In regression analysis, the omitted-variable-bias is the error that is incurred on partial-effects-coefficients of other explanatory variables in a restricted regression model. Assume a simple regression model, where Variable $y_i$ is explained by the Variable $x_{1i}$ and the error term $e_i$ for $i=[1,2,3, … , n]$ observations:

y_i=\beta_0+\beta_1\cdot x_{1i}+ e_i \,, \forall i=[ 1, 2, 3, …,n]

Then consider the hypothesis, that a Variable $x_{2i}$ explains the dependent variable $y_i$ and can be depicted by the following extended regression model:

y_i=\tilde\beta_0 + \tilde\beta_1 \cdot x_{1i} + \tilde\beta_2 \cdot x_{2i} + v_i

Setting both equations equal and solving for the error term of the simple:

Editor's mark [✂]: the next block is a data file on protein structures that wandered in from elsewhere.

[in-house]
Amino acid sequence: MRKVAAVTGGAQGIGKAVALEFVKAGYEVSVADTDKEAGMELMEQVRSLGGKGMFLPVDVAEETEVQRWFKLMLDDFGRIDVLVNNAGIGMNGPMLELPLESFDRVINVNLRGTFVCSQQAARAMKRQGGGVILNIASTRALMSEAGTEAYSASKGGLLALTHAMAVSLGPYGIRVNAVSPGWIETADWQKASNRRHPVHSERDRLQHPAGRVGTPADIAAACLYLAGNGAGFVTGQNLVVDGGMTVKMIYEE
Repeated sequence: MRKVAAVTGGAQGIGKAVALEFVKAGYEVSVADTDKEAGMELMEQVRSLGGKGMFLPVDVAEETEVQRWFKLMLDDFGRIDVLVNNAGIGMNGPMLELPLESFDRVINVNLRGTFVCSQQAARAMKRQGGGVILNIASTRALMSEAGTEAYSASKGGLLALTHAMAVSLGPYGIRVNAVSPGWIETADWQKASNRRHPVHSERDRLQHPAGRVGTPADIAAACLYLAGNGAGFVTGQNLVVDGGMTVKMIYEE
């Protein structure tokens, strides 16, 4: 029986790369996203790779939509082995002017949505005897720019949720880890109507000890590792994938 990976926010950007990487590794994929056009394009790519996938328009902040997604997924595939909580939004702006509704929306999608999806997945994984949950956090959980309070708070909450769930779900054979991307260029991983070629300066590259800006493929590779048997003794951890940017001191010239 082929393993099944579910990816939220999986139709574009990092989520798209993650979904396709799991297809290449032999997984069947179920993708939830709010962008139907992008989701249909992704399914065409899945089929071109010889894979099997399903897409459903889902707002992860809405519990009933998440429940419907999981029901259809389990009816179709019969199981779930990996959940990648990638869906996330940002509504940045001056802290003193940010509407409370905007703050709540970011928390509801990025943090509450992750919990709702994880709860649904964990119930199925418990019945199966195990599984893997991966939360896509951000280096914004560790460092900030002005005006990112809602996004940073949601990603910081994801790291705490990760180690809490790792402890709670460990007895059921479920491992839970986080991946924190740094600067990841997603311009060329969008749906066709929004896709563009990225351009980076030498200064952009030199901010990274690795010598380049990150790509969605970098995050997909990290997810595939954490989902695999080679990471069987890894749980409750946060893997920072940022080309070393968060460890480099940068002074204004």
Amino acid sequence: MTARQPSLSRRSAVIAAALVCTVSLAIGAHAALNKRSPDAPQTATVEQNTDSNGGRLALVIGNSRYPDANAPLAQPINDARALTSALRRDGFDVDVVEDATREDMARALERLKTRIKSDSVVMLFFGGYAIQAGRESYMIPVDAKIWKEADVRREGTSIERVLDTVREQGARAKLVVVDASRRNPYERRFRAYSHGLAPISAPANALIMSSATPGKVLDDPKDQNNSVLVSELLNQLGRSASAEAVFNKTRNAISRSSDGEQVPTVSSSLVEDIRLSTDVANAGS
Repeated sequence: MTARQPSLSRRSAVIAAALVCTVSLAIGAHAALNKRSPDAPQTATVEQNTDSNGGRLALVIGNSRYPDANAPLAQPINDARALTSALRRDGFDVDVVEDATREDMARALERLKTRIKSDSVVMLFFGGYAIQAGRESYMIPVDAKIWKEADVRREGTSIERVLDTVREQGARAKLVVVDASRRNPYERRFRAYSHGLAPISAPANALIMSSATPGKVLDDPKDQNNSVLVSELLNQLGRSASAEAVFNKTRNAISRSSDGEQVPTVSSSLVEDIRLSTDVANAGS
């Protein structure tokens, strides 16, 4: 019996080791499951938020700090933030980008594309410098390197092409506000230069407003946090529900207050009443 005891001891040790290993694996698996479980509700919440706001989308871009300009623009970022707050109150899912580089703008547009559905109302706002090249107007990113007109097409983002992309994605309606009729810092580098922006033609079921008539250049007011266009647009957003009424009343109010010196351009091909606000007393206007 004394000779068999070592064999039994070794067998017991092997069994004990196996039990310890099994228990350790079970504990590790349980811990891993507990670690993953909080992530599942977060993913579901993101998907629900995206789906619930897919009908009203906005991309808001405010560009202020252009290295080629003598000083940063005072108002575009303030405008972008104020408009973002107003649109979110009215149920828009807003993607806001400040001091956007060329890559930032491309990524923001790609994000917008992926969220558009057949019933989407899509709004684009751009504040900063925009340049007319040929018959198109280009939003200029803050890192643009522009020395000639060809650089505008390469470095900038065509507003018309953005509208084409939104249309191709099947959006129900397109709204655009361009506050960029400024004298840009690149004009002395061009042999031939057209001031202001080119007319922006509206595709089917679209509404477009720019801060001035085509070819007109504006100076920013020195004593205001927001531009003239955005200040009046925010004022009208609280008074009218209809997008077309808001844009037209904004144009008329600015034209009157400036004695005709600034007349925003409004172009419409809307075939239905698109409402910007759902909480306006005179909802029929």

e_i=(\tilde\beta_0-\beta_0)+(\tilde\beta_1-\beta_1)\cdot x_{1i} +\tilde\beta_2 \cdot x_{2i} + v_i

The error term $e_i$ in the simple regression model includes the deviation of $\tilde\beta_0$ and $\tilde\beta_2$ of the extended regression model from the former coefficients. The partial effects of the omitted variables $\tilde\beta_2$ and the error term of the extended regression model $v_i$ are also included in the error term of the simple regression model. Two factors play a role in the quantification of the omitted-variable-bias:

  1. Partial effects of the omitted-variable on the explained variable.
  2. Correlation and Covariance of the omitted variable with the rest of the explanatory variables

Partial effects of Omitted Variable and Correlation with Other Explanatory Variables